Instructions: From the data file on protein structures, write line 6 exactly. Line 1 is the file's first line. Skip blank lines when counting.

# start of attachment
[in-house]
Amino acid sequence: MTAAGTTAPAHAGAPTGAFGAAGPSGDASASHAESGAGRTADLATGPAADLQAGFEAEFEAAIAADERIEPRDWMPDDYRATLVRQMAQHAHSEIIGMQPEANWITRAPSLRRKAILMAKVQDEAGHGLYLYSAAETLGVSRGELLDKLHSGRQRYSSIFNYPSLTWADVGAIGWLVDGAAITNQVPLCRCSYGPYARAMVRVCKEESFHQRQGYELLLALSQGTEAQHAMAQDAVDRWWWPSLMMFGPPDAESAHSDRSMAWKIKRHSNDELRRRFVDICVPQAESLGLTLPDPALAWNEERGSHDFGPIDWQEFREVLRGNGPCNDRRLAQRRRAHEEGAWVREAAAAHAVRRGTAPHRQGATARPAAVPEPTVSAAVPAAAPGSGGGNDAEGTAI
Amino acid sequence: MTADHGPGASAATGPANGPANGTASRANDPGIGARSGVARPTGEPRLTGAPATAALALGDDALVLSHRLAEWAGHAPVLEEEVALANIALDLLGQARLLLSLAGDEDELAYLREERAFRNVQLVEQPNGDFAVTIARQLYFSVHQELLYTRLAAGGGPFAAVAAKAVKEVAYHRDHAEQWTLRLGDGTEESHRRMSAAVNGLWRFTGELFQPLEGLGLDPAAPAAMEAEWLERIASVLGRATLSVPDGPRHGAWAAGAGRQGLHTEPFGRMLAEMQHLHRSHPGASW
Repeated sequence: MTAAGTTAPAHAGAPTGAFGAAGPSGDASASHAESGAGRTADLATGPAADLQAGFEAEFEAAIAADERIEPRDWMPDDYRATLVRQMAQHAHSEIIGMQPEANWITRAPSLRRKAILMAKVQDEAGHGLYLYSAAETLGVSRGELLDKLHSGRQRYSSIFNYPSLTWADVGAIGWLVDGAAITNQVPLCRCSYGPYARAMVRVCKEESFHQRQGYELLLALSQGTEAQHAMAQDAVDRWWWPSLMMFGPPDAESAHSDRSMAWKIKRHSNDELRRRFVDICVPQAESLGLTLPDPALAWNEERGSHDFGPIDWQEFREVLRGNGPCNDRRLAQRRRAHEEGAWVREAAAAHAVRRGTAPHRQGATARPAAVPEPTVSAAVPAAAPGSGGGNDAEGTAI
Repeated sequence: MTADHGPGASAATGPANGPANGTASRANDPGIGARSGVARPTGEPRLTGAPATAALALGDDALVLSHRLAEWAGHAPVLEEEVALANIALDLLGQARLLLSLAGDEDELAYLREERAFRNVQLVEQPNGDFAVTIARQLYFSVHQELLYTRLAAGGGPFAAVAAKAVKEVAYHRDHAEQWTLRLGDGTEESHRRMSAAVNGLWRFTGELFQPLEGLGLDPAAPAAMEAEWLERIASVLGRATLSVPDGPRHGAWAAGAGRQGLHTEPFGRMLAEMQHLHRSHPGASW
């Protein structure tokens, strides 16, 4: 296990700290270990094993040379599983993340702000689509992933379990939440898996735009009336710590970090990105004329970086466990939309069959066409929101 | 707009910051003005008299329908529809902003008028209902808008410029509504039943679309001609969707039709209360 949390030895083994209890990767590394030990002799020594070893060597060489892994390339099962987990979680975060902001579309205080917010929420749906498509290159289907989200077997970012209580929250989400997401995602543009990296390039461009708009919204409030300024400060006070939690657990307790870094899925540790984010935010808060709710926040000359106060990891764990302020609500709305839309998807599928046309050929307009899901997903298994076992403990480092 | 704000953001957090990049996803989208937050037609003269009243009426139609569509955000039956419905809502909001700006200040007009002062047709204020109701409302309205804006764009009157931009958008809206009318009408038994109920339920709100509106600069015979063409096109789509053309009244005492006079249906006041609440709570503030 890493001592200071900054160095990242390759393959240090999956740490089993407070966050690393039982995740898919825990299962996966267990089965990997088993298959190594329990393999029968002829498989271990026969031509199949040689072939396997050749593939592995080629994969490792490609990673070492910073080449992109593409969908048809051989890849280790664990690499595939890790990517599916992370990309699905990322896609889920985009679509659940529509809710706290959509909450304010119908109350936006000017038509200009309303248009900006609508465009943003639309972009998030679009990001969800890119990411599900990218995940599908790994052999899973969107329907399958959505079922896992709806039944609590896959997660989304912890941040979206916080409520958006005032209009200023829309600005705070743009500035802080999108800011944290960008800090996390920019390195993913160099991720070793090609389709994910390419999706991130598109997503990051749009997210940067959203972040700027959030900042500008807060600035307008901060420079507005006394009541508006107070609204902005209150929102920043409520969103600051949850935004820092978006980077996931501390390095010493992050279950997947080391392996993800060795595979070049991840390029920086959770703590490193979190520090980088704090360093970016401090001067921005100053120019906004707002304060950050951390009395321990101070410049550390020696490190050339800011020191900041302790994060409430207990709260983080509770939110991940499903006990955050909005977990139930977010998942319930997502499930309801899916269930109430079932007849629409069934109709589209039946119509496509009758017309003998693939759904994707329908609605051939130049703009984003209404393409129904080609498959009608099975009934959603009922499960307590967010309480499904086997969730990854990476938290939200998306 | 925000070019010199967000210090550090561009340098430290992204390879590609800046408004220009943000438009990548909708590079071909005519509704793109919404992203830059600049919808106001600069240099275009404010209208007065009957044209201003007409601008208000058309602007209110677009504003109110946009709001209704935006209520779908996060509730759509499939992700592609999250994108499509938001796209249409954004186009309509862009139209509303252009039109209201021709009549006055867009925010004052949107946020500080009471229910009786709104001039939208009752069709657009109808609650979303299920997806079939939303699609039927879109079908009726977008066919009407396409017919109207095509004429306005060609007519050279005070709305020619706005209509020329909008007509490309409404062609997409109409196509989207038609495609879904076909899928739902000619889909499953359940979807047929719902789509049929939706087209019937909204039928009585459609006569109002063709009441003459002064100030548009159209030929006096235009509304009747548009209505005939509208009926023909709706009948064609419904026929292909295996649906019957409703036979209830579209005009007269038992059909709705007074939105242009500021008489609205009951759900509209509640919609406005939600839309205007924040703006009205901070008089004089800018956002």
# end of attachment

């Protein structure tokens, strides 16, 4: 296990700290270990094993040379599983993340702000689509992933379990939440898996735009009336710590970090990105004329970086466990939309069959066409929101 | 707009910051003005008299329908529809902003008028209902808008410029509504039943679309001609969707039709209360 949390030895083994209890990767590394030990002799020594070893060597060489892994390339099962987990979680975060902001579309205080917010929420749906498509290159289907989200077997970012209580929250989400997401995602543009990296390039461009708009919204409030300024400060006070939690657990307790870094899925540790984010935010808060709710926040000359106060990891764990302020609500709305839309998807599928046309050929307009899901997903298994076992403990480092 | 704000953001957090990049996803989208937050037609003269009243009426139609569509955000039956419905809502909001700006200040007009002062047709204020109701409302309205804006764009009157931009958008809206009318009408038994109920339920709100509106600069015979063409096109789509053309009244005492006079249906006041609440709570503030 890493001592200071900054160095990242390759393959240090999956740490089993407070966050690393039982995740898919825990299962996966267990089965990997088993298959190594329990393999029968002829498989271990026969031509199949040689072939396997050749593939592995080629994969490792490609990673070492910073080449992109593409969908048809051989890849280790664990690499595939890790990517599916992370990309699905990322896609889920985009679509659940529509809710706290959509909450304010119908109350936006000017038509200009309303248009900006609508465009943003639309972009998030679009990001969800890119990411599900990218995940599908790994052999899973969107329907399958959505079922896992709806039944609590896959997660989304912890941040979206916080409520958006005032209009200023829309600005705070743009500035802080999108800011944290960008800090996390920019390195993913160099991720070793090609389709994910390419999706991130598109997503990051749009997210940067959203972040700027959030900042500008807060600035307008901060420079507005006394009541508006107070609204902005209150929102920043409520969103600051949850935004820092978006980077996931501390390095010493992050279950997947080391392996993800060795595979070049991840390029920086959770703590490193979190520090980088704090360093970016401090001067921005100053120019906004707002304060950050951390009395321990101070410049550390020696490190050339800011020191900041302790994060409430207990709260983080509770939110991940499903006990955050909005977990139930977010998942319930997502499930309801899916269930109430079932007849629409069934109709589209039946119509496509009758017309003998693939759904994707329908609605051939130049703009984003209404393409129904080609498959009608099975009934959603009922499960307590967010309480499904086997969730990854990476938290939200998306 | 925000070019010199967000210090550090561009340098430290992204390879590609800046408004220009943000438009990548909708590079071909005519509704793109919404992203830059600049919808106001600069240099275009404010209208007065009957044209201003007409601008208000058309602007209110677009504003109110946009709001209704935006209520779908996060509730759509499939992700592609999250994108499509938001796209249409954004186009309509862009139209509303252009039109209201021709009549006055867009925010004052949107946020500080009471229910009786709104001039939208009752069709657009109808609650979303299920997806079939939303699609039927879109079908009726977008066919009407396409017919109207095509004429306005060609007519050279005070709305020619706005209509020329909008007509490309409404062609997409109409196509989207038609495609879904076909899928739902000619889909499953359940979807047929719902789509049929939706087209019937909204039928009585459609006569109002063709009441003459002064100030548009159209030929006096235009509304009747548009209505005939509208009926023909709706009948064609419904026929292909295996649906019957409703036979209830579209005009007269038992059909709705007074939105242009500021008489609205009951759900509209509640919609406005939600839309205007924040703006009205901070008089004089800018956002």